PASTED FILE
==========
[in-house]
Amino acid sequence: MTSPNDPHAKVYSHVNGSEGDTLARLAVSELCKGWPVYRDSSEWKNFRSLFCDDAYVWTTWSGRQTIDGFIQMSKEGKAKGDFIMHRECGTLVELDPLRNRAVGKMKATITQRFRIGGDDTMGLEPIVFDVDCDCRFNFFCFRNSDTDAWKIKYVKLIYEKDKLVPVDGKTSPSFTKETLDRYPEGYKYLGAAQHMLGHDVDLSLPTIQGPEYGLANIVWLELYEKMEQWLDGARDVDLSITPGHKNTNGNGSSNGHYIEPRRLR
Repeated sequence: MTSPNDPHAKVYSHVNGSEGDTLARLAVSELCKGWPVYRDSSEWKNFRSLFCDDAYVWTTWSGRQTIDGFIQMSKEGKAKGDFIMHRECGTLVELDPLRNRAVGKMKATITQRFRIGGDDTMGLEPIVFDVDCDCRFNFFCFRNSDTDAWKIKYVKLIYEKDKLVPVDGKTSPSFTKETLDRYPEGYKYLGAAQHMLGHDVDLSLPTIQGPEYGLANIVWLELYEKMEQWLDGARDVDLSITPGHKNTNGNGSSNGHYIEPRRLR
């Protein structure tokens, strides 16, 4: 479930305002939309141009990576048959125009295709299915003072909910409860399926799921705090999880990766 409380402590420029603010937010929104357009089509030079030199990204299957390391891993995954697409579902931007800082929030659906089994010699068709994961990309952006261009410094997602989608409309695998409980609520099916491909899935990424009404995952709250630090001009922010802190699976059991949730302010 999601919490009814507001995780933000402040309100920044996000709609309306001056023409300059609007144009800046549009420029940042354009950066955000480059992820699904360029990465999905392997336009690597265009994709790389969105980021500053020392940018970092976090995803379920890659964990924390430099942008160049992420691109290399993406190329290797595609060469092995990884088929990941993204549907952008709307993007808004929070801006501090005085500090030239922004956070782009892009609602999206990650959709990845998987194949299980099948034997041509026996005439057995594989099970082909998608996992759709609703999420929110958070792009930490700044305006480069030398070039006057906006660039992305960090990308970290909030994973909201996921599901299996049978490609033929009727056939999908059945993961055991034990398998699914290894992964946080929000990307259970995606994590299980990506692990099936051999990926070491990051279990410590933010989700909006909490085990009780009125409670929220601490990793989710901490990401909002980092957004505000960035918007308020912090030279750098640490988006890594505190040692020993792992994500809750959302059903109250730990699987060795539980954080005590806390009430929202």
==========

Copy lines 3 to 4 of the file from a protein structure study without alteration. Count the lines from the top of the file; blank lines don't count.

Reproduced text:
Repeated sequence: MTSPNDPHAKVYSHVNGSEGDTLARLAVSELCKGWPVYRDSSEWKNFRSLFCDDAYVWTTWSGRQTIDGFIQMSKEGKAKGDFIMHRECGTLVELDPLRNRAVGKMKATITQRFRIGGDDTMGLEPIVFDVDCDCRFNFFCFRNSDTDAWKIKYVKLIYEKDKLVPVDGKTSPSFTKETLDRYPEGYKYLGAAQHMLGHDVDLSLPTIQGPEYGLANIVWLELYEKMEQWLDGARDVDLSITPGHKNTNGNGSSNGHYIEPRRLR
């Protein structure tokens, strides 16, 4: 479930305002939309141009990576048959125009295709299915003072909910409860399926799921705090999880990766 409380402590420029603010937010929104357009089509030079030199990204299957390391891993995954697409579902931007800082929030659906089994010699068709994961990309952006261009410094997602989608409309695998409980609520099916491909899935990424009404995952709250630090001009922010802190699976059991949730302010 999601919490009814507001995780933000402040309100920044996000709609309306001056023409300059609007144009800046549009420029940042354009950066955000480059992820699904360029990465999905392997336009690597265009994709790389969105980021500053020392940018970092976090995803379920890659964990924390430099942008160049992420691109290399993406190329290797595609060469092995990884088929990941993204549907952008709307993007808004929070801006501090005085500090030239922004956070782009892009609602999206990650959709990845998987194949299980099948034997041509026996005439057995594989099970082909998608996992759709609703999420929110958070792009930490700044305006480069030398070039006057906006660039992305960090990308970290909030994973909201996921599901299996049978490609033929009727056939999908059945993961055991034990398998699914290894992964946080929000990307259970995606994590299980990506692990099936051999990926070491990051279990410590933010989700909006909490085990009780009125409670929220601490990793989710901490990401909002980092957004505000960035918007308020912090030279750098640490988006890594505190040692020993792992994500809750959302059903109250730990699987060795539980954080005590806390009430929202």